counteract the damaging eﬀects of using short frames.
4.5. Onset Errors. This section analyses the eﬀects of onset
misplacements. The following kinds of onset location errors
may occur.
(a) Small errors: errors smaller than 10% of the frame
length have little impact in the accuracy of the
amplitude estimates. If the onset is placed after the
actual position, a small section of the actual frame
will be discarded, in which case there is virtually no
loss. If the onset is placed before the actual position,
a small section of other note may be considered,
slightly aﬀecting the correlation values. This kind of
mistake increases the amplitude estimation error in
about 2%.
(b) Large errors, estimated onset placed after the actual
position: the main consequence of this kind of
mistake is that fewer points are available in the
calculation of the correlations, which has a relatively
mild impact in the accuracy. For instruments whose
notes decay with time, like piano and guitar, a more
damaging consequence is that the most relevant part
of the signal may not be considered in the frame.
The main problem here is that after the note decays
by a certain amount, the frequency ﬂuctuations in
diﬀerent partials may begin to decorrelate. Therefore,
12 EURASIP Journal on Audio, Speech, and Music Processing
Table 5: Mean error values in dB for diﬀerent noise levels.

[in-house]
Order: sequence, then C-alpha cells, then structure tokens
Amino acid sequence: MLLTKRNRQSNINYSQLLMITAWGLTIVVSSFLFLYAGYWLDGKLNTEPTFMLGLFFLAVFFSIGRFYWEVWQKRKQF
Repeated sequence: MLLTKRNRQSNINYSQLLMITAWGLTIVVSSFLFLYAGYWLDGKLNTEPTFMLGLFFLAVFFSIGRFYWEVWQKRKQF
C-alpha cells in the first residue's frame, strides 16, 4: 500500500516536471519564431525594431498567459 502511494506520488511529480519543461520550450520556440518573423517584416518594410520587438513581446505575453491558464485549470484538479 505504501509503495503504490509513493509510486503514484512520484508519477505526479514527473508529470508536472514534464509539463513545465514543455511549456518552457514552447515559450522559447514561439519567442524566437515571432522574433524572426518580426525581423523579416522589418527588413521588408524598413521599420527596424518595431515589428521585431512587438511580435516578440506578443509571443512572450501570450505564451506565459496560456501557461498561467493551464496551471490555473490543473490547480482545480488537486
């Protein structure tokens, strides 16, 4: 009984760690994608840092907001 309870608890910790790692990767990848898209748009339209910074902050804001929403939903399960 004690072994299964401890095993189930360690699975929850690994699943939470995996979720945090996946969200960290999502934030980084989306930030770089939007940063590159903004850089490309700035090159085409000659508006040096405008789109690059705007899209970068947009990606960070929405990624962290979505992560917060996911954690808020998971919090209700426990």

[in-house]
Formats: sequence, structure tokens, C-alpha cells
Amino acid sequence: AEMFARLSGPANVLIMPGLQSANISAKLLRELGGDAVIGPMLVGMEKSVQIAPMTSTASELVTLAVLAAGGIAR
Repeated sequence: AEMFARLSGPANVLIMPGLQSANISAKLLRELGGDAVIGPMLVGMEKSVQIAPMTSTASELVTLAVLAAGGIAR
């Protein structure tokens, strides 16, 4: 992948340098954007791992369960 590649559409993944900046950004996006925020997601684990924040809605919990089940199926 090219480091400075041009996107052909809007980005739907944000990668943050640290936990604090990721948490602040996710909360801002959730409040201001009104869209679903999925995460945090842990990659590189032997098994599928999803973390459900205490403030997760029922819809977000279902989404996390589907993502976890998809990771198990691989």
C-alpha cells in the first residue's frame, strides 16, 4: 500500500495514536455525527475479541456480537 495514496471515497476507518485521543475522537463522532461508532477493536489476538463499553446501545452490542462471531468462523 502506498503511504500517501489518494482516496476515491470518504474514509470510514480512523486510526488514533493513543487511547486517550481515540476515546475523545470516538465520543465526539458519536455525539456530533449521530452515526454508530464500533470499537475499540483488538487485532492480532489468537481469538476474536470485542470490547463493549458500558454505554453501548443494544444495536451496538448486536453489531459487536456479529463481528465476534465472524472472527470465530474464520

SNR (dB) 60+ 50 40 30 20 10 0
Error (dB) −12.0 −12.0 −12.0 −12.0 −11.9 −11.8 −11.0
Table 6: Mean error in dB for diﬀerent RMS ratios.
Ratio 1 : 1 1 : 0.9 1 : 0.7 1 : 0.5 1 : 0.3
Error (dB) −12.0 −12.0 −12.0 −12.2 −11.8
Table 7: Mean error in dB for diﬀerent frame lengths.
Length (s) 1 0.5 0.2 0.1
Proposal −12.0 −11.7 −11.3 −10.8
Interpol. −8.6 −8.4 −8.0 −7.6
if the strongest part of the note is not considered,
the results tend to be worse. Figure 6 shows the
dependency of the RMSE values on the extent of the
onset misplacements. The results shown in the ﬁgure
were obtained exactly in the same way as those in
Section 4.1, but deliberately misplacing the onsets to
reveal the eﬀects of this kind of error.
(c) Large errors, estimated onset placed before the actual
position: in this case, a part of the signal that does
not contain the new note is considered. The eﬀect of
this kind of error is that many points that should not
be considered in the correlation calculation are taken
into account. As can be seen in Figure 6, the larger is
the error, the worse is the amplitude estimate.
There are other kinds of onset errors besides
positioning—missing and spurious onsets. The analysis
of those kinds of errors is analog to that presented to the
onset location errors. The eﬀect of spurious onset is that
the note will be divided into additional segments, so there
will be fewer points available for the calculation, and the
observations presented in item (b) hold. In the case of
missing onset, two segments containing diﬀerent notes will
be considered, in a situation that is similar to that discussed
in item (c).
4.6. Impact of Lower Octave Errors. As stated in Section 2.2,
lower octave errors may aﬀect the accuracy of the proposed
algorithm when this is cascaded with a F0 estimator. Table 8
shows the algorithmaccuracy for the actual partials when the
estimated F0 for one of them is one, two or three octaves
below the actual value. As commented before, the lower